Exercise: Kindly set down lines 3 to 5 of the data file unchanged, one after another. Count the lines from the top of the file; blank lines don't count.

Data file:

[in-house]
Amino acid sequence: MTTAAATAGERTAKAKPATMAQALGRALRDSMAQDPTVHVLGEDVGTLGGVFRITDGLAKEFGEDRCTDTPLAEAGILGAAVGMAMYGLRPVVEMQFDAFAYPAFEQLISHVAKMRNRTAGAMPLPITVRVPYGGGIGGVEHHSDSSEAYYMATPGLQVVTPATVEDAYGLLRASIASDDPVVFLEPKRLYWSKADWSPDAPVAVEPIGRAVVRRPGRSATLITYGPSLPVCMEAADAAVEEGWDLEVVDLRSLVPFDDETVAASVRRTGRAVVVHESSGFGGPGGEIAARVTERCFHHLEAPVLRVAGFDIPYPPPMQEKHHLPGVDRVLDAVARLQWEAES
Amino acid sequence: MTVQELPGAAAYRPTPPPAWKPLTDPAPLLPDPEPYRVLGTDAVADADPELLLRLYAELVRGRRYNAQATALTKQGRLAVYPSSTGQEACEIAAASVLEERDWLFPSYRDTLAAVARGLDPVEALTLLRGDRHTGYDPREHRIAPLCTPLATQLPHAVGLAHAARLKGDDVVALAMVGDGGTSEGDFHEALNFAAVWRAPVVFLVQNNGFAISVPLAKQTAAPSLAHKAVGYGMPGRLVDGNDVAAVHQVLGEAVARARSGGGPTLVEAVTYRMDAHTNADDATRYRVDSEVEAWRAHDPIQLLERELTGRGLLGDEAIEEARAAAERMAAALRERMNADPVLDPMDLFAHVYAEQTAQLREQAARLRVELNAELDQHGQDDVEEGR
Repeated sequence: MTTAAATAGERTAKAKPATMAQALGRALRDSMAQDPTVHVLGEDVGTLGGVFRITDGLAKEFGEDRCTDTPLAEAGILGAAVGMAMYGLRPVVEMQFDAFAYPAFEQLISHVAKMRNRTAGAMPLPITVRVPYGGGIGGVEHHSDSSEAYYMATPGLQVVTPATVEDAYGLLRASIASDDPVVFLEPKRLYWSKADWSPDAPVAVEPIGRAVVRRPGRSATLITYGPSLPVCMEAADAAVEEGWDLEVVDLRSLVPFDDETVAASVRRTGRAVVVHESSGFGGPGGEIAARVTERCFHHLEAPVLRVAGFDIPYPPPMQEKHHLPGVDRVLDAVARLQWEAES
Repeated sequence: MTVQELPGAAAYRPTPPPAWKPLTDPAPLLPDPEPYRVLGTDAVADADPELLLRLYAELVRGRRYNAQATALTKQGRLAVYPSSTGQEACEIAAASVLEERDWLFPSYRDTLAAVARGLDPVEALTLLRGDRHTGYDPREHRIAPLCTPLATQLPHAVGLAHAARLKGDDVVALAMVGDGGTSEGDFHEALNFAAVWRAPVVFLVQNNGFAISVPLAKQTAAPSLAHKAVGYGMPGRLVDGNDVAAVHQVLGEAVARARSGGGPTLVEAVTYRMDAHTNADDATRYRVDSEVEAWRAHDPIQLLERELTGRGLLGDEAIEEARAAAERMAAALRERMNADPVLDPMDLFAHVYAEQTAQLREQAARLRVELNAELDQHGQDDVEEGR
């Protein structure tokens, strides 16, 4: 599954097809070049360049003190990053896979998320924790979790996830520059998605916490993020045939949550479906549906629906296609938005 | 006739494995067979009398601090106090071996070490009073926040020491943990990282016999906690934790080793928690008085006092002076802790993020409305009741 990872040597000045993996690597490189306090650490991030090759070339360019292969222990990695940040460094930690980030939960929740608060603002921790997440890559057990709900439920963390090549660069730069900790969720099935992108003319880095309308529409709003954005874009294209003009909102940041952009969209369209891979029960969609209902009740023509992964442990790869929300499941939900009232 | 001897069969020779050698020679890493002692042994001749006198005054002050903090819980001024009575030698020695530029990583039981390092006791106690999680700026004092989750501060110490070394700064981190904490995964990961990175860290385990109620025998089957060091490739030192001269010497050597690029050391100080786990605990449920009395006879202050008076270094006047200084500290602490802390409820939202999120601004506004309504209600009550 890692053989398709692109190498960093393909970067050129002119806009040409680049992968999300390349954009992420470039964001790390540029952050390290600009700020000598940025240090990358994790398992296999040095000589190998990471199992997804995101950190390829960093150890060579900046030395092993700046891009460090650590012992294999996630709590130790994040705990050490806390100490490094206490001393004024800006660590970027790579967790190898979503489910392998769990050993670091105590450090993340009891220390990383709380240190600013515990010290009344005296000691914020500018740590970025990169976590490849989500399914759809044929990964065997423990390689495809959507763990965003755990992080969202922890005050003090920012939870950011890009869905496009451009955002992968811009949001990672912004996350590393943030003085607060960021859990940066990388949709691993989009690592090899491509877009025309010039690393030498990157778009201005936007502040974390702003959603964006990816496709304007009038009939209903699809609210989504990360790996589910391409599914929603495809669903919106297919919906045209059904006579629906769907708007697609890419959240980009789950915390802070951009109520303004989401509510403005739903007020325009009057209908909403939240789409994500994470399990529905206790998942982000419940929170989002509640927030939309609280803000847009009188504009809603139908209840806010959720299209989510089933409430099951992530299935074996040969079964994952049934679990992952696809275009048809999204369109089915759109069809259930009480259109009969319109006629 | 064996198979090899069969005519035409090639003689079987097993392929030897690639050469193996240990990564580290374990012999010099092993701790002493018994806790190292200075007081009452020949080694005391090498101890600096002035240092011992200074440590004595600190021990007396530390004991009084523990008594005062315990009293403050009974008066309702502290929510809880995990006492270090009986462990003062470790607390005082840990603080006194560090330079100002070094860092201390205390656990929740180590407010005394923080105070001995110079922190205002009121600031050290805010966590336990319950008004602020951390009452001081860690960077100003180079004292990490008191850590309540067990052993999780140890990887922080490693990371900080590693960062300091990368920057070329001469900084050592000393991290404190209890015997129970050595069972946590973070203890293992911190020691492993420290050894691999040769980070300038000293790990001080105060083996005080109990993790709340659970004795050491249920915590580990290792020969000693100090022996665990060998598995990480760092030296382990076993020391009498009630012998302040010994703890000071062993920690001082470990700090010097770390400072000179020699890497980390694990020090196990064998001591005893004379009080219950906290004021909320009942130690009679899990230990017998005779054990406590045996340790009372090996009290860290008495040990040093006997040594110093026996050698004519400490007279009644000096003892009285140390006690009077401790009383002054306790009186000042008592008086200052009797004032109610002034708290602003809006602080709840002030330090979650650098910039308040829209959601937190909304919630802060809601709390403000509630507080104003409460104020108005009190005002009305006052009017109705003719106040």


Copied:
Amino acid sequence: MTVQELPGAAAYRPTPPPAWKPLTDPAPLLPDPEPYRVLGTDAVADADPELLLRLYAELVRGRRYNAQATALTKQGRLAVYPSSTGQEACEIAAASVLEERDWLFPSYRDTLAAVARGLDPVEALTLLRGDRHTGYDPREHRIAPLCTPLATQLPHAVGLAHAARLKGDDVVALAMVGDGGTSEGDFHEALNFAAVWRAPVVFLVQNNGFAISVPLAKQTAAPSLAHKAVGYGMPGRLVDGNDVAAVHQVLGEAVARARSGGGPTLVEAVTYRMDAHTNADDATRYRVDSEVEAWRAHDPIQLLERELTGRGLLGDEAIEEARAAAERMAAALRERMNADPVLDPMDLFAHVYAEQTAQLREQAARLRVELNAELDQHGQDDVEEGR
Repeated sequence: MTTAAATAGERTAKAKPATMAQALGRALRDSMAQDPTVHVLGEDVGTLGGVFRITDGLAKEFGEDRCTDTPLAEAGILGAAVGMAMYGLRPVVEMQFDAFAYPAFEQLISHVAKMRNRTAGAMPLPITVRVPYGGGIGGVEHHSDSSEAYYMATPGLQVVTPATVEDAYGLLRASIASDDPVVFLEPKRLYWSKADWSPDAPVAVEPIGRAVVRRPGRSATLITYGPSLPVCMEAADAAVEEGWDLEVVDLRSLVPFDDETVAASVRRTGRAVVVHESSGFGGPGGEIAARVTERCFHHLEAPVLRVAGFDIPYPPPMQEKHHLPGVDRVLDAVARLQWEAES
Repeated sequence: MTVQELPGAAAYRPTPPPAWKPLTDPAPLLPDPEPYRVLGTDAVADADPELLLRLYAELVRGRRYNAQATALTKQGRLAVYPSSTGQEACEIAAASVLEERDWLFPSYRDTLAAVARGLDPVEALTLLRGDRHTGYDPREHRIAPLCTPLATQLPHAVGLAHAARLKGDDVVALAMVGDGGTSEGDFHEALNFAAVWRAPVVFLVQNNGFAISVPLAKQTAAPSLAHKAVGYGMPGRLVDGNDVAAVHQVLGEAVARARSGGGPTLVEAVTYRMDAHTNADDATRYRVDSEVEAWRAHDPIQLLERELTGRGLLGDEAIEEARAAAERMAAALRERMNADPVLDPMDLFAHVYAEQTAQLREQAARLRVELNAELDQHGQDDVEEGR